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Structural Change and the Fertility Transition in the American South

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  • Philipp Ager
  • Markus Brueckner
  • Benedikt Herz

Abstract

This paper provides new insights on the link between structural change and the fertility transi-tion. In the early 1890s agricultural production in the American South was severely impaired by the spread of an agricultural pest, the boll weevil. We use this plausibly exogenous variation in agricultural production to establish a causal link between changes in earnings opportunities in agriculture and fertility. Our estimates show that lower earnings opportunities in agriculture lead to fewer children. We identify two channels: households staying in agriculture reduced fertility because children are a normal good, and households switching to manufacturing faced higher opportunity costs of raising children. The lower earnings opportunities in agriculture also stimulated human capital formation, which we argue is consistent with the predictions of a quantity-quality model of fertility.

Suggested Citation

  • Philipp Ager & Markus Brueckner & Benedikt Herz, 2018. "Structural Change and the Fertility Transition in the American South," CEH Discussion Papers 01, Centre for Economic History, Research School of Economics, Australian National University.
  • Handle: RePEc:auu:hpaper:062
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    File URL: https://cbe.anu.edu.au/researchpapers/CEH/WP201801.pdf
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    Cited by:

    1. Philipp Ager & Benedikt Herz & Markus Brueckner, 2020. "Structural Change and the Fertility Transition," The Review of Economics and Statistics, MIT Press, vol. 102(4), pages 806-822, October.
    2. Kawalec Paweł, 2020. "The dynamics of theories of economic growth: An impact of Unified Growth Theory," Economics and Business Review, Sciendo, vol. 6(2), pages 19-44, June.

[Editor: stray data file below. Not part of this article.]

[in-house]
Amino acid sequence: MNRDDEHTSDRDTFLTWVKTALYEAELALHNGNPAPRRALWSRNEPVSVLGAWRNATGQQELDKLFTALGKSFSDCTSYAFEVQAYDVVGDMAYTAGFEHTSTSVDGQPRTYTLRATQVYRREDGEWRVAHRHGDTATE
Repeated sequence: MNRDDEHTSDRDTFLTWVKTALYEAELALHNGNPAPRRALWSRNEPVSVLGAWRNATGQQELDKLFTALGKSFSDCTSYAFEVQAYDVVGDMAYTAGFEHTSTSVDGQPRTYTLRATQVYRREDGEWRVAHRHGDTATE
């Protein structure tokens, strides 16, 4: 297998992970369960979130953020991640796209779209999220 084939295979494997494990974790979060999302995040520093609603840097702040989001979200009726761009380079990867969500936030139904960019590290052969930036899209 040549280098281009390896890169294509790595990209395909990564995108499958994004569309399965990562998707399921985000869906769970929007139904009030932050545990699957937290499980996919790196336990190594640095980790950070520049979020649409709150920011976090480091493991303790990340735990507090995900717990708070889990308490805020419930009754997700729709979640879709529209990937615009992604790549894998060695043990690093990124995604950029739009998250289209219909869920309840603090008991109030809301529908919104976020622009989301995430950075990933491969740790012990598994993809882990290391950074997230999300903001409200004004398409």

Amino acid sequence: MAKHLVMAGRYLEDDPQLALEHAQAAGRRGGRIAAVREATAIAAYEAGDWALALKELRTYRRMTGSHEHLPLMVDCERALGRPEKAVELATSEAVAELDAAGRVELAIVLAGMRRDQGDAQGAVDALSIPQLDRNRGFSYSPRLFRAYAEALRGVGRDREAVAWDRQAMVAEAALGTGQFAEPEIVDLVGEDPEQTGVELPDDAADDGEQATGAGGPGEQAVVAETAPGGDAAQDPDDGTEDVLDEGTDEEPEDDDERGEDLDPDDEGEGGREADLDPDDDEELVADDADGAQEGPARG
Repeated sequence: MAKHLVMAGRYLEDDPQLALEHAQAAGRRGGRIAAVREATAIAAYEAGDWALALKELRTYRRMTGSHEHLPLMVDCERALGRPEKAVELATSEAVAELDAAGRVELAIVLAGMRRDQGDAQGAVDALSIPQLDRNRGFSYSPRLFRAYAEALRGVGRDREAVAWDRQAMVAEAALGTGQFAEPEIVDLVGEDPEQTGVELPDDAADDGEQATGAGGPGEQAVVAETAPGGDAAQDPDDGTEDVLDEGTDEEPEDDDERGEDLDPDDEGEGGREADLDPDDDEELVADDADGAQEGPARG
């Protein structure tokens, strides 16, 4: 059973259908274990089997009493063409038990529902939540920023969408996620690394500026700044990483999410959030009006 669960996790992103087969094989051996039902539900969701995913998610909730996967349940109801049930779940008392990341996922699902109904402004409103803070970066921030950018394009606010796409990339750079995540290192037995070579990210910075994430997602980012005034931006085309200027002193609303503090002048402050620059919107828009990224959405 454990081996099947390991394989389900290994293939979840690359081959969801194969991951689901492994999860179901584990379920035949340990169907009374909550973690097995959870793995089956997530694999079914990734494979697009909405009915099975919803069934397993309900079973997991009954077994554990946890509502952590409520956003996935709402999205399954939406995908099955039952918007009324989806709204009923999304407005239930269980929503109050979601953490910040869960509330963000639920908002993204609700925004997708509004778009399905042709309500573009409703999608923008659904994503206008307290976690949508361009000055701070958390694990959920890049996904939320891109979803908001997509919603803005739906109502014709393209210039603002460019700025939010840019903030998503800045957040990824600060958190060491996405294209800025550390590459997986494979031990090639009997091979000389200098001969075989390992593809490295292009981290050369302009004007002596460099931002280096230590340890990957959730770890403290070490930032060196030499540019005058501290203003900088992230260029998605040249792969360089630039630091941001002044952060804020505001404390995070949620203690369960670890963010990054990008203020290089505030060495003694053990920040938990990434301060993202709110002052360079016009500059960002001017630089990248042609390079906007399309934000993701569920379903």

3. Karen Clay & Ethan J. Schmick & Werner Troesken, 2020. "The Boll Weevil’s Impact on Racial Income Gaps in the Early Twentieth Century," NBER Working Papers 27101, National Bureau of Economic Research, Inc.
    4. Kubitza, Christoph & Gehrke, Esther, 2018. "Why does a labor-saving technology decrease fertility rates? Evidence from the oil palm boom in Indonesia," EFForTS Discussion Paper Series 22, University of Goettingen, Collaborative Research Centre 990 "EFForTS, Ecological and Socioeconomic Functions of Tropical Lowland Rainforest Transformation Systems (Sumatra, Indonesia)".

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    More about this item

    Keywords

    Fertility Transition; Structural Change; Industrialization; Agricultural Income;
    All these keywords.

    JEL classification:

    • J13 - Labor and Demographic Economics - - Demographic Economics - - - Fertility; Family Planning; Child Care; Children; Youth
    • N31 - Economic History - - Labor and Consumers, Demography, Education, Health, Welfare, Income, Wealth, Religion, and Philanthropy - - - U.S.; Canada: Pre-1913
    • O14 - Economic Development, Innovation, Technological Change, and Growth - - Economic Development - - - Industrialization; Manufacturing and Service Industries; Choice of Technology

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